Scientists have expressed concern about a new superbug, which has developed near total resistance to antibiotics.

The presence of the superbug was discovered in the UK, India, Pakistan and Bangladesh.

Researchers believe the spread of the bug has been aided by so called 'medical tourism', whereby patients travel abroad for elective surgery.

A new gene called New Delhi metallo-beta-lactamase, or NDM-1, was found in patients in South Asia and in Britain by researchers.

NDM-1 makes bacteria highly resistant to almost all antibiotics, including the most powerful class called carbapenems, and experts say there are no new drugs on the horizon to tackle it.

'At a global level, this is a real concern', Timothy Walsh from Britain's Cardiff University said.

'Because of medical tourism and international travel in general, resistance to these types of bacteria has the potential to spread around the world very, very quickly. And there is nothing in the (drug development) pipeline to tackle it.'

Almost as soon as the first antibiotic, penicillin, was introduced in the 1940s, bacteria began to develop resistance to its effects, prompting researchers to develop many new generations of antibiotics.

But their overuse and misuse have helped fuel the rise of drug-resistant superbug infections like methicillin-resistant Staphylococcus aureus (MRSA).

In a study published in The Lancet Infectious Diseases journal today, Mr Walsh's team found that NDM-1 is becoming more common.

'India also provides cosmetic surgery for other Europeans and Americans, and it is likely NDM-1 will spread worldwide', the scientists wrote in the study.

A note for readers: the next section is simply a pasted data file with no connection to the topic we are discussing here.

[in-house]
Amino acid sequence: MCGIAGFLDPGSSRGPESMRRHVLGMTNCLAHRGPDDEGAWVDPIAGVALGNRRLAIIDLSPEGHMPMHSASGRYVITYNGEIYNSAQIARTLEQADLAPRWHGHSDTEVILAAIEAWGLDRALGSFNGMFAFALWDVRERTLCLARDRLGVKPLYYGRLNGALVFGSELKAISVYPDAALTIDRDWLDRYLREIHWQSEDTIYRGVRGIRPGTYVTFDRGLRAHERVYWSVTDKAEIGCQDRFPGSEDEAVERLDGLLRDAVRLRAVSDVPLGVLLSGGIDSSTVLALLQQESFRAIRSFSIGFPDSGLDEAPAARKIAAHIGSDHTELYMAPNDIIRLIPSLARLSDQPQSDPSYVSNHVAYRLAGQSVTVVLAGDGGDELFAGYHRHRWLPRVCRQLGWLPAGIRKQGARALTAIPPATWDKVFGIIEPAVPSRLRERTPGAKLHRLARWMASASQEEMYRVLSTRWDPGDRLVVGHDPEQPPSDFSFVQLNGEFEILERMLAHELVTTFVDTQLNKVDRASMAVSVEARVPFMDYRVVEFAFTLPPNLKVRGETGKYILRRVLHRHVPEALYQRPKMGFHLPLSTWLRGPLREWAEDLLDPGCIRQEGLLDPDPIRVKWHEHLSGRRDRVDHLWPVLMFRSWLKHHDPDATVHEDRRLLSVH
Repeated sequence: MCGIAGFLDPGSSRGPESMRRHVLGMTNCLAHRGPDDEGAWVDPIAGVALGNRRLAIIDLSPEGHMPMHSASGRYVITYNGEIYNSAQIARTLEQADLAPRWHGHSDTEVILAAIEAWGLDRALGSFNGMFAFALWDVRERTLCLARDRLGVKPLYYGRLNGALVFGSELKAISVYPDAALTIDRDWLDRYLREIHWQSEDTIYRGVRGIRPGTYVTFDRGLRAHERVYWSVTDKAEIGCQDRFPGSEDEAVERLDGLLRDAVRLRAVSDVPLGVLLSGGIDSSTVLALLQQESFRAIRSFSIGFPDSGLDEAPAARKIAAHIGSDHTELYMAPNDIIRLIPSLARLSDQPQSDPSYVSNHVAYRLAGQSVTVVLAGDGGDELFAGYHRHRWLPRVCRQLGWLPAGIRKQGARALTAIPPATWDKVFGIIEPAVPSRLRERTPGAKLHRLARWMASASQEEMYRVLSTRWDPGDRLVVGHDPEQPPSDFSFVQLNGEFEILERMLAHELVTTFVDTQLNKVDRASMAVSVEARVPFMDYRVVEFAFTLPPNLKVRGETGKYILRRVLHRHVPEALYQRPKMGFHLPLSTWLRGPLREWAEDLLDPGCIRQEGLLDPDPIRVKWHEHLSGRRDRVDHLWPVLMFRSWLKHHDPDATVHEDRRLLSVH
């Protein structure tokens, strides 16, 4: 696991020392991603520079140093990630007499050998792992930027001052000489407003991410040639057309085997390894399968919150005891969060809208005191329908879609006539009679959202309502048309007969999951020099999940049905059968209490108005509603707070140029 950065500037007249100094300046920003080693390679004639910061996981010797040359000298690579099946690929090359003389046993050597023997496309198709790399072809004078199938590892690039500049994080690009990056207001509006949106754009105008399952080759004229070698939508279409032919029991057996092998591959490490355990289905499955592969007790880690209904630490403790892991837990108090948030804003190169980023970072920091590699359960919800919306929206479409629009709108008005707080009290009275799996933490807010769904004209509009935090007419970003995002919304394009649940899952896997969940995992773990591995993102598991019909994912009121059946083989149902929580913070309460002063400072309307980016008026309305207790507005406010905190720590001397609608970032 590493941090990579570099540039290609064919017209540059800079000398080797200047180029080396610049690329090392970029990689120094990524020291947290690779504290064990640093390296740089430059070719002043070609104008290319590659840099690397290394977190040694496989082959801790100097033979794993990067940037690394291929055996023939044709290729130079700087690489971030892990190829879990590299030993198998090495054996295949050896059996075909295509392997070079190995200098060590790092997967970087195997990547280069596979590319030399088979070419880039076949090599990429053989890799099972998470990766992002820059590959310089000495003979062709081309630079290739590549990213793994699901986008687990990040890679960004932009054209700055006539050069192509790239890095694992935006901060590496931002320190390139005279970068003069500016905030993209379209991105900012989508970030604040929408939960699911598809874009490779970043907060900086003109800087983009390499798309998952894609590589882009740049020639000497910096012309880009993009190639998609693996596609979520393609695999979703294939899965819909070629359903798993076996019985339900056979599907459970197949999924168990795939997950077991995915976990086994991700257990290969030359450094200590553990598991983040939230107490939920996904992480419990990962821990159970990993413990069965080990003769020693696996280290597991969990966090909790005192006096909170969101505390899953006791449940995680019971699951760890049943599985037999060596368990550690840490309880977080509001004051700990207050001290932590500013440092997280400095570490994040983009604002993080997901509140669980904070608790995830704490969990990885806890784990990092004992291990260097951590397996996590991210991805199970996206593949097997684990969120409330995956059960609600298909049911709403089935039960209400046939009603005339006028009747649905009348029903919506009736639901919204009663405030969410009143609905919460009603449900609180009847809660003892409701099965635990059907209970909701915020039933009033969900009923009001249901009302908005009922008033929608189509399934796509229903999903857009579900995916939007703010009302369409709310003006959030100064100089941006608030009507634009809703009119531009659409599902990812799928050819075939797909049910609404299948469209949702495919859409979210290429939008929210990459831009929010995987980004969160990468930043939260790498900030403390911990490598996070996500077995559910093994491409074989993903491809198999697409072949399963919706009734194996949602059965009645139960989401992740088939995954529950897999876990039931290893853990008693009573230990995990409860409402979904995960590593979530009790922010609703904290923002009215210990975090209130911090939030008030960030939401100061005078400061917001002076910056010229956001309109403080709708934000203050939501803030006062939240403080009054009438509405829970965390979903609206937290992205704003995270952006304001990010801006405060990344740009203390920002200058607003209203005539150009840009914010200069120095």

Mr Walsh and his international team collected bacteria samples from hospital patients in two places in India, Chennai and Haryana, and from patients referred to Britain's national reference laboratory between 2007 and 2009.

They found 44 NDM-1-positive bacteria in Chennai, 26 in Haryana, 37 in Britain, and 73 in other sites in Bangladesh, India, and Pakistan.

Several of the British NDM-1 positive patients had recently travelled to India or Pakistan for hospital treatment, including cosmetic surgery, they said.

Experts commenting on Mr Walsh's findings said it was important to be alert to the new bug and start screening for it early.

'If this emerging public health threat is ignored, sooner or later the medical community could be confronted with carbapenem-resistant (bacteria) that cause common infections, resulting in treatment failures with substantial increases in health-care costs', Johann Pitout from the University of Calgary in Canada wrote in a commentary in same journal.